Some special plants this year

My goal for the patio this year was as many colours as possible.  It proved to me that a riot of colour doesn’t overwhelm my taste, though I do admit that the pink dianthus and the red diascia in one pot perhaps took it a bit too far.  Here are a few things I’ve particularly enjoyed:

Viola ‘Columbine’–a very well-behaved viola I found in the alpine section of the garden centre.  It is delicately fragranced, blooms for ages, is apparently fully hardy, and so far hasn’t put out that ugly invasive growth common to some other violas.

This is a very wet black peppermint.  In the warm weather it exploded into beautiful growth.  I hope I can convince it to make it through the winter.

This is Lewisia ‘Little Plum’, and I was surprised at how much a liked this flowering succulent.  It helps to tidy it as flowers go over to help it look its best.

This little aquilegia has been languishing in a pot for 3 seasons now, usually succumbing to mildew before it gets to doing much.  This year, however, it finally flowered!  It gave me two, which I adored, and after I dead-headed the plant it gave me two more miniature ones <3<3

Geum ‘Cooky’ is a lovely little plant, which flowers in the happiest shade of orange.

This is not a fantastic picture, but this year I’m training sweet peas up the wall next to the back door.  So far they’re taller than I am and I’ve got colours from peach to pinks to deep purples.  They smell lovely, of course, but you really do have to stay on top of dead-heading.  I brought a nice looking sprig in yesterday and popped it in a vase, but evidently it had been pollinated because it immediately went to work casting off its petals and shooting out its pods. lol

Papaver ‘Garden Gnome’ is a fantastic little plant for containers, and produces lots of flowers over a long period in cheery colours.

I’m still waiting for my perennial lobelia to send up its flower stalks.  I also have a belated rose season, as I managed to mangle the roots of a rose I brought home to replace the one that got trashed over the winter.  I cut back all its lovely buds a month of two ago along with a lot of its foliage in the hope that it would recover.  A couple weeks ago it put out lots of new growth and since I’ve been assiduous in flicking off the hungry aphids, I’m hoping to see flower buds soon.  It’s a David Austin ‘Lady of Shallot’, and should be gorgeous if I’m so luckyas to see it in bloom:

Hello, hello

Just a note to say that I’ve not left the planet.  Instead I’ve started a full-time horticulture degree, and as I’m still getting my head ’round being a student again with the bonus challenge of having to get up before 6am every day, I just don’t have time for blogging (can hardly even manage the laundry..).  Hopefully that will change, and I do intend to get some pictures up at some point.  In the meantime, I’m still quite active on Facebook if anyone is desperate to see what I’m up to.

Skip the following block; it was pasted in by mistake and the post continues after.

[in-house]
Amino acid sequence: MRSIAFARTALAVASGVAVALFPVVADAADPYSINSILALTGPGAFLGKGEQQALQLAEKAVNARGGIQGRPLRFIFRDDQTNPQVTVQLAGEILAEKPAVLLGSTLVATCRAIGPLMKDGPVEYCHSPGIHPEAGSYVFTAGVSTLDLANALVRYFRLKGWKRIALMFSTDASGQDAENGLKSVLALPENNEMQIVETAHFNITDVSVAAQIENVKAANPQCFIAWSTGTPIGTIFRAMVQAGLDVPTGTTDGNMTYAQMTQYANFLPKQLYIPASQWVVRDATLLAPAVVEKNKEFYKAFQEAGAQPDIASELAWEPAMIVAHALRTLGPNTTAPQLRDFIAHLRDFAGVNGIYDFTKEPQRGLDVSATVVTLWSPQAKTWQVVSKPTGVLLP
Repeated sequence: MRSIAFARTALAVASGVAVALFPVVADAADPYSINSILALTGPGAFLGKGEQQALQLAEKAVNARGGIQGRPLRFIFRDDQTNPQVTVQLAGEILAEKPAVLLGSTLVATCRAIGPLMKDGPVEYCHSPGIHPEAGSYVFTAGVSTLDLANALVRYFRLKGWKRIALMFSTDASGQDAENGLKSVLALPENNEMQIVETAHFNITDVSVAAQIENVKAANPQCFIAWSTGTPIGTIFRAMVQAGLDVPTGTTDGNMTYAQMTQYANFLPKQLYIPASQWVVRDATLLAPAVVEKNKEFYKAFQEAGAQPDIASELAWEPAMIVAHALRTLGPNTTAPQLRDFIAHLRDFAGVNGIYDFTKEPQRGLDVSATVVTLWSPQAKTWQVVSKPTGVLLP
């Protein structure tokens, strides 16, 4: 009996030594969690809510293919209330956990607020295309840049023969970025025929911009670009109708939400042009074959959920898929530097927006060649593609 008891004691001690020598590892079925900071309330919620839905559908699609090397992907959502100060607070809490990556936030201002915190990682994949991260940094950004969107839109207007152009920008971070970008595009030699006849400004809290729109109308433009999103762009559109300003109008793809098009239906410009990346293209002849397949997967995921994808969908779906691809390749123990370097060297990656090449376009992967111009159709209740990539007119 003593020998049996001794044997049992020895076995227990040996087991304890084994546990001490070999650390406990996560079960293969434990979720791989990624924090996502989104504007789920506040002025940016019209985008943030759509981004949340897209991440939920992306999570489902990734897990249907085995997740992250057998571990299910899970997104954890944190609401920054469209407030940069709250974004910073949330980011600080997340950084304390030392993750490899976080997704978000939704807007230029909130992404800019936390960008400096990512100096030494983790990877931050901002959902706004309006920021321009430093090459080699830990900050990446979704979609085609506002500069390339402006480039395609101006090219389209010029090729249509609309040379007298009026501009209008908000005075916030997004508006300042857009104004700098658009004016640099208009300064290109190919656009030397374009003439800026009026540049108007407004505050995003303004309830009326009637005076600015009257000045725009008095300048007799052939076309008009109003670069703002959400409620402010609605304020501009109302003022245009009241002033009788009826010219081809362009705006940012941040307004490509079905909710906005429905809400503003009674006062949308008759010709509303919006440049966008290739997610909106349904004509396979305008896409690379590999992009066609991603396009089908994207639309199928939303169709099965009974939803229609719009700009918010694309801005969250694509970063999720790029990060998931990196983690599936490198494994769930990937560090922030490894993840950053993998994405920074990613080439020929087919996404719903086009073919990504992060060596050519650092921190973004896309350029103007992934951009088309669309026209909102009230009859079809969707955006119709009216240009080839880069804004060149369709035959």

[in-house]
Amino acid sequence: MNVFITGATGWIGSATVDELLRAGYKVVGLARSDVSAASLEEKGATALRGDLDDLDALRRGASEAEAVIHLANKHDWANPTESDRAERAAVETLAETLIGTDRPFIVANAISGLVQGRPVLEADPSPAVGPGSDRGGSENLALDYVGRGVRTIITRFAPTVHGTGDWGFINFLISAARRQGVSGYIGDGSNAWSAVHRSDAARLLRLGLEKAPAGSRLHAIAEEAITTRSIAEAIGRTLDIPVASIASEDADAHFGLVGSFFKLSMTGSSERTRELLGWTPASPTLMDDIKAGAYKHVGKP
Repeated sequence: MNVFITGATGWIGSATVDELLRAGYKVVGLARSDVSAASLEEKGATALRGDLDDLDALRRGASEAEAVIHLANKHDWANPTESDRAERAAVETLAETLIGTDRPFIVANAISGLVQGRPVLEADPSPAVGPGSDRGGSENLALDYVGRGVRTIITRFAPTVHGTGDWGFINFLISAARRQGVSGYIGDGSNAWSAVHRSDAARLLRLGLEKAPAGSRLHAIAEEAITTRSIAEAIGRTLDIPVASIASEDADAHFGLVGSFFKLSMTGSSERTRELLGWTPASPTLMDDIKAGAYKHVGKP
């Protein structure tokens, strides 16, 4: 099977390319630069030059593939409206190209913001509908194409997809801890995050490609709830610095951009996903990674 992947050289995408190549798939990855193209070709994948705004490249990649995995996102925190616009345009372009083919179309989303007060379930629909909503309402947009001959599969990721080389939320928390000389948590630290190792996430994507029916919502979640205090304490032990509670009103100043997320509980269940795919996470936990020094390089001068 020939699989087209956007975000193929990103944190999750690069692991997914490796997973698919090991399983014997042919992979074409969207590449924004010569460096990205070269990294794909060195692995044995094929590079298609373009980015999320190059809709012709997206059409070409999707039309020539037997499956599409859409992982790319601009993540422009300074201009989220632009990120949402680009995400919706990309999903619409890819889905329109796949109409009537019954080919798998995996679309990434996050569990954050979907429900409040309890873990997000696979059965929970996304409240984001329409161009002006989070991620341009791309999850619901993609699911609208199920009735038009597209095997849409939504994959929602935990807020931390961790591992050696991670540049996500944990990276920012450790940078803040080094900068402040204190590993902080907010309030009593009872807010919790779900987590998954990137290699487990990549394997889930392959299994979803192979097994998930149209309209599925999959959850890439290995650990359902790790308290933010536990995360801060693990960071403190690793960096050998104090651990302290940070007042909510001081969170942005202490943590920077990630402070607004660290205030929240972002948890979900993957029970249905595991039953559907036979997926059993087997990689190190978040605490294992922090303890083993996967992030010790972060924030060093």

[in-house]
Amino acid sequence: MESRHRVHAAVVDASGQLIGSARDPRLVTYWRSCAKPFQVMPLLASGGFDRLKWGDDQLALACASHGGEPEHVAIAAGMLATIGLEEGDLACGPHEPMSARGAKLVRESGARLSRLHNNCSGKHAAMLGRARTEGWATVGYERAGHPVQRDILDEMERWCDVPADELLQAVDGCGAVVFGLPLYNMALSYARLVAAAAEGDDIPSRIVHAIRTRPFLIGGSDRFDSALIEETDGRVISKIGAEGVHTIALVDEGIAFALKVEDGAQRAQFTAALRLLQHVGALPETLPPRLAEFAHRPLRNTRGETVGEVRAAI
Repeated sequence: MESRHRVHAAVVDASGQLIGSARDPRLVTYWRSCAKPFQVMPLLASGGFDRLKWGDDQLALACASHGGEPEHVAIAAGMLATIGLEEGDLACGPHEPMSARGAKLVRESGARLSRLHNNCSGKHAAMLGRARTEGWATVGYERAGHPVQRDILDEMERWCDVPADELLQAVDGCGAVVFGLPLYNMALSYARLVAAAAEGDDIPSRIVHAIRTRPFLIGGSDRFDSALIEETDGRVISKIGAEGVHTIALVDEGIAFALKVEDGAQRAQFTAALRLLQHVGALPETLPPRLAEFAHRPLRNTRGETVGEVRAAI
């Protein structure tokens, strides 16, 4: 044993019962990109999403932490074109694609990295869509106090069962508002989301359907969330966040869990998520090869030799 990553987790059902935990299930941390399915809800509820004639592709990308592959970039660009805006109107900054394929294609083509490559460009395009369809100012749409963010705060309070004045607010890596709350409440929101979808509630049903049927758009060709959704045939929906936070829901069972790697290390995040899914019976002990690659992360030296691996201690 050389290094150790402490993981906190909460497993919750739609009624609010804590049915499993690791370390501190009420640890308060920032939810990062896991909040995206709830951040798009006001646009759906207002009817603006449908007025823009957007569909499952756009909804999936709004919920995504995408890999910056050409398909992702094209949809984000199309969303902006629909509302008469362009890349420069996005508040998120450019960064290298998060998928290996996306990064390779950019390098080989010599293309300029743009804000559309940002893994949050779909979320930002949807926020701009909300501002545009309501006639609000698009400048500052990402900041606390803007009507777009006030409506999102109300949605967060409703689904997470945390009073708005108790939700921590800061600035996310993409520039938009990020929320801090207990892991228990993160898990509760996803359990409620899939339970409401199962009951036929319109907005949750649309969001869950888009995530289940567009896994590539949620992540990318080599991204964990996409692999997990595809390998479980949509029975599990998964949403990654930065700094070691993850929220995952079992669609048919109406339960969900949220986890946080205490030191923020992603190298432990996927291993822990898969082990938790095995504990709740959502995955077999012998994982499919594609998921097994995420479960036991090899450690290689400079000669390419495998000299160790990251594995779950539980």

I’ll also point out that I’ve done that rather irritating thing of changing the settings such that all comments go into moderation.  I’m just so sick of having to go through and weed out all the comments that have yet again somehow managed to sneak pharmaceutical ads in..meh.  Humans are weird. :)

Headed out the back door..

My patio is well and truly full of pots now..think we’re up to about 80 now.  This is what you see from the back door today:

It’s a pity about the plastic chairs, and my camera’s inability to get a vibrant shot of the colours, but it really does look nice, if a bit of a tangle.

Rather than growing roses, clematis, black-eyed susans, etc. up the wall just outside the door, I went for mange tout–which started giving us pods this week :)

It’s only 6 plants in a confining trough, but it’s a nice bit of whimsy and I like it.

Related to the mange tout (but definitely not edible!) is the dwarf sweet pea.  These are so titchy–just 6 inches tall or so.

I thought I had a chocolate cosmos in a pot..well, turns out I don’t and I decided I needed one.  The flowers are just so perfectly formed, and the scent is true to its word–very much like hot cocoa.

Even the back of the flower is beautiful..

I also got a dahlia (figaro) off a clearance rack that looked to have a lot of life in it.  It’s now in a pot with my other dahlia, which looked like it could use some company..

Elsewhere on the patio, this campanula is the palest lavender, and has just a bit of a trailing habit.

In one corner I’ve stuck a few troughs.  It’s mostly salads, but there is also a tiny crop of radishes and an assortment of different herb and veg seedlings.  I’m trying to grow small amounts of many different things for the experience.

The ornamental side of the patio–it’s got a few more pots now. :)

Elsewhere in the garden–a bee on a scabious.

The contrast of the white campanulas against the red maple is quite striking:

A very jolly climbing (rambling?) rose:

I love this flower!  The heart-shaped petals are almost too much.  I’ve been told that it’s most likely a potentilla, and definitely closely related to strawberries.  It even looks like it will produce seeds in a similar fashion.  Edit: I think this is most definitely potentilla atrosanguinea.

Lychnis (Nyssa thinks this is a very creepy name, hehe) and delphiniums in a very lush herbaceous bed.  I’ve read that these are what British gardeners are known for doing best.

Rudbeckia–I quite like these as well.

I thought these were a kind of upright geranium, but they are malvas (mallows).  They are delicate and pretty, and I’m glad I got a photo before the rain came and pounded them.

Our end of the house as seen from the back of the garden:

I feel very lucky to be surrounded by so much colour and it’s been really helpful to watch so many different kinds of plants growing.  I’m glad we came in February as it was just before things got started for the year. :)